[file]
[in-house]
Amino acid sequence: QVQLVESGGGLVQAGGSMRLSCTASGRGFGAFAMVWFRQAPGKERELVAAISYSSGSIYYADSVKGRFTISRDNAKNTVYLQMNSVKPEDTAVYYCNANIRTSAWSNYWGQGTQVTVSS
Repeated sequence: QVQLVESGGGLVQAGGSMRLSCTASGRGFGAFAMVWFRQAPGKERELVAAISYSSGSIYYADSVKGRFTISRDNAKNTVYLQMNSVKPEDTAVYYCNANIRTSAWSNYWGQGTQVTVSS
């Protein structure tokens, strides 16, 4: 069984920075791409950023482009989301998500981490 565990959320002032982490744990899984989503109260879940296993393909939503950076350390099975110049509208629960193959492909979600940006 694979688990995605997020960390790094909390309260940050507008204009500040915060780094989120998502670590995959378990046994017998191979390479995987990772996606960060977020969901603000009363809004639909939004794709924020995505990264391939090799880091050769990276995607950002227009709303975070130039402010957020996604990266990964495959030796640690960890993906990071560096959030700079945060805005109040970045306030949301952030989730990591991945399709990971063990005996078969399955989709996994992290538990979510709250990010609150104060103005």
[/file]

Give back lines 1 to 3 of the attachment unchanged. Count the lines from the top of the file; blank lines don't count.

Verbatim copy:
[in-house]
Amino acid sequence: QVQLVESGGGLVQAGGSMRLSCTASGRGFGAFAMVWFRQAPGKERELVAAISYSSGSIYYADSVKGRFTISRDNAKNTVYLQMNSVKPEDTAVYYCNANIRTSAWSNYWGQGTQVTVSS
Repeated sequence: QVQLVESGGGLVQAGGSMRLSCTASGRGFGAFAMVWFRQAPGKERELVAAISYSSGSIYYADSVKGRFTISRDNAKNTVYLQMNSVKPEDTAVYYCNANIRTSAWSNYWGQGTQVTVSS